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The 1948 UN Convention on the Prevention and Punishment of the Crime of Genocide (“Genocide Convention”) has a special standing in international law and international politics. For 60 years, the crime of genocide has been recognised as the most horrendous crime in international law, famously designated the 'crime of crimes'.
On the occasion of the 60th anniversary of its adoption the UN High Commissioner for Human Rights stated that “genocide is the ultimate form of discrimination”. In the same context the chief prosecutor of the International Criminal Court described the Genocide Convention as a 'visionary and founding text for the Court'.
The Convention has as such influenced the subsequent development of many different areas of international law. For example, the 1951 Advisory Opinion on the Genocide Convention enabled the International Court of Justice to shape the modern regime of reservations to treaties.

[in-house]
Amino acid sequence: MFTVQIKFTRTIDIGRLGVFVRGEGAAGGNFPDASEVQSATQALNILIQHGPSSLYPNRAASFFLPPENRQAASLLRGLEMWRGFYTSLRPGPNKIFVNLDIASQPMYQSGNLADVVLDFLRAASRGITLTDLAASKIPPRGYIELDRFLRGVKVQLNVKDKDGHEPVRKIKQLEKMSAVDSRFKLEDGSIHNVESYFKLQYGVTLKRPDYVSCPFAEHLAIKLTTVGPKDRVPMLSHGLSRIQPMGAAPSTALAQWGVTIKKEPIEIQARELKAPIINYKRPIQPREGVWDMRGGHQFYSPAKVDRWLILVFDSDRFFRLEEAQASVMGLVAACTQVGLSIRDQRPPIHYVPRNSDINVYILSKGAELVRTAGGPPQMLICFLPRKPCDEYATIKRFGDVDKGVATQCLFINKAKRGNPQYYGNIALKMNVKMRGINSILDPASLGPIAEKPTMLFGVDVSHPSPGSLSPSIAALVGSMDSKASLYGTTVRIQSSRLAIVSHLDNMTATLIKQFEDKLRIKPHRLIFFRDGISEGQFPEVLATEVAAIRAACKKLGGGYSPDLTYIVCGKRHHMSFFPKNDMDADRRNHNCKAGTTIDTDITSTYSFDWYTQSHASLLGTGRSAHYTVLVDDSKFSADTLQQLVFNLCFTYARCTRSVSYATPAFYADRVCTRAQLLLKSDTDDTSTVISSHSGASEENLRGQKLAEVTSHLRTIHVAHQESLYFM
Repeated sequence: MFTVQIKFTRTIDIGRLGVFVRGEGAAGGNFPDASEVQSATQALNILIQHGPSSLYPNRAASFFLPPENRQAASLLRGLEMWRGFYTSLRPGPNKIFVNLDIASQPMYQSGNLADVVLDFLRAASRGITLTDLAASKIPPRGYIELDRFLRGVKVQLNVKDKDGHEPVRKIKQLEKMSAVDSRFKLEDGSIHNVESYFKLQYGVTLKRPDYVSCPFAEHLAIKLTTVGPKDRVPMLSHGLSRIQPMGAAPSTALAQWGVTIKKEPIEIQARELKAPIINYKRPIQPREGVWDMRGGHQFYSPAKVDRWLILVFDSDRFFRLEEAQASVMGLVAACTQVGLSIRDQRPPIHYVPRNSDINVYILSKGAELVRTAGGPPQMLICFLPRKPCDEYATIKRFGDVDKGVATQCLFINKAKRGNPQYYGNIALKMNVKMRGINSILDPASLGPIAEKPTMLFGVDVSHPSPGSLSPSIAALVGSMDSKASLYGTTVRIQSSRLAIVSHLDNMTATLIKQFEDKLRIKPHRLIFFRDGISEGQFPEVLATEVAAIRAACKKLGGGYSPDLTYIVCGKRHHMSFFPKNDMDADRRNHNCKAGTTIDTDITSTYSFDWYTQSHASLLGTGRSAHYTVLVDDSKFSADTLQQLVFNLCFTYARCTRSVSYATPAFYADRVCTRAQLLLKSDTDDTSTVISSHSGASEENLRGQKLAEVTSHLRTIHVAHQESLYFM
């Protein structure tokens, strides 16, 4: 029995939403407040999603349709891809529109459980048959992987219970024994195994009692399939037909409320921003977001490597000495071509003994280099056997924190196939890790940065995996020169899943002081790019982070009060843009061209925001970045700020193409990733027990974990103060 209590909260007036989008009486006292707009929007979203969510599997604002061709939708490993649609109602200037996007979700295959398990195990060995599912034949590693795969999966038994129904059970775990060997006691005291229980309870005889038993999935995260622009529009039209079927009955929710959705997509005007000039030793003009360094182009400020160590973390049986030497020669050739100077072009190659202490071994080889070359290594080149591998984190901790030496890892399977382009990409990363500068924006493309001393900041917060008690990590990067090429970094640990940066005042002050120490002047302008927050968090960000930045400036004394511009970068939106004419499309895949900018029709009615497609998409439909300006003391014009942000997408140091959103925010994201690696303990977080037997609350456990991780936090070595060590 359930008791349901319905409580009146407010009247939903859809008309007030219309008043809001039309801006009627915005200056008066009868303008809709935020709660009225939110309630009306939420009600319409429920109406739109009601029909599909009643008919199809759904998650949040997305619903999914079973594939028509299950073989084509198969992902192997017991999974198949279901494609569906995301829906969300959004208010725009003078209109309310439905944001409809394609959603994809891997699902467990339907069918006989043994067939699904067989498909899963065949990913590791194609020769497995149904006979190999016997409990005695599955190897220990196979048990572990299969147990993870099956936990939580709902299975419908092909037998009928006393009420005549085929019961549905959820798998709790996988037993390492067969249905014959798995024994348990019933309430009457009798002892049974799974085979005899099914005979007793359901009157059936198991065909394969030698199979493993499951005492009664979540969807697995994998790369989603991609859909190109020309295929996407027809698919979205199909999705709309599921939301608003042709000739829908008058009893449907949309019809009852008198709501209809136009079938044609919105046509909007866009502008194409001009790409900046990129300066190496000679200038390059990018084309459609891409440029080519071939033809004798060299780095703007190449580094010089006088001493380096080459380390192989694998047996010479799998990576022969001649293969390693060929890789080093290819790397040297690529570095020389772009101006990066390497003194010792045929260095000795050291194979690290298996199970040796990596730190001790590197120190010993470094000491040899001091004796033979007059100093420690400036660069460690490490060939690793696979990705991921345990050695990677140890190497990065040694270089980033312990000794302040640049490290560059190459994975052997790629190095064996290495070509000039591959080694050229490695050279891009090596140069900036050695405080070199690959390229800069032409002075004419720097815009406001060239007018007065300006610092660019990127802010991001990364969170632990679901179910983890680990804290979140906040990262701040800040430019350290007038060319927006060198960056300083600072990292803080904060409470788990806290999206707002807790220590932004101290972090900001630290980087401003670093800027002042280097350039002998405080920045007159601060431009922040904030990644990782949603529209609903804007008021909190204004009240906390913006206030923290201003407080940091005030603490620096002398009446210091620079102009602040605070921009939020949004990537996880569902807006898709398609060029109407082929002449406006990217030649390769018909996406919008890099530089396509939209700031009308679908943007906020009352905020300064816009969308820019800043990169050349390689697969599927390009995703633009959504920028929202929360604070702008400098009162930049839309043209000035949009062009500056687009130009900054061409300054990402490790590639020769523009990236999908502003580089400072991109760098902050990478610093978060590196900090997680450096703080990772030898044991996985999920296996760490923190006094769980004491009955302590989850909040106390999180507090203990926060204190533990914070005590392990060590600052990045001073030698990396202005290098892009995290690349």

More recently, the prohibition against genocide has become a crucial pillar of the regime of international criminal law developing since the 1990s, with genocide being one of the core crimes falling under the jurisdiction of the UN ad hoc tribunals, the Extraordinary Chambers in the Courts of Cambodia and the permanent International Criminal Court.
In this work the 19 provisions of the Convention are analysed article-by-article, with abundant references to state practice and case law.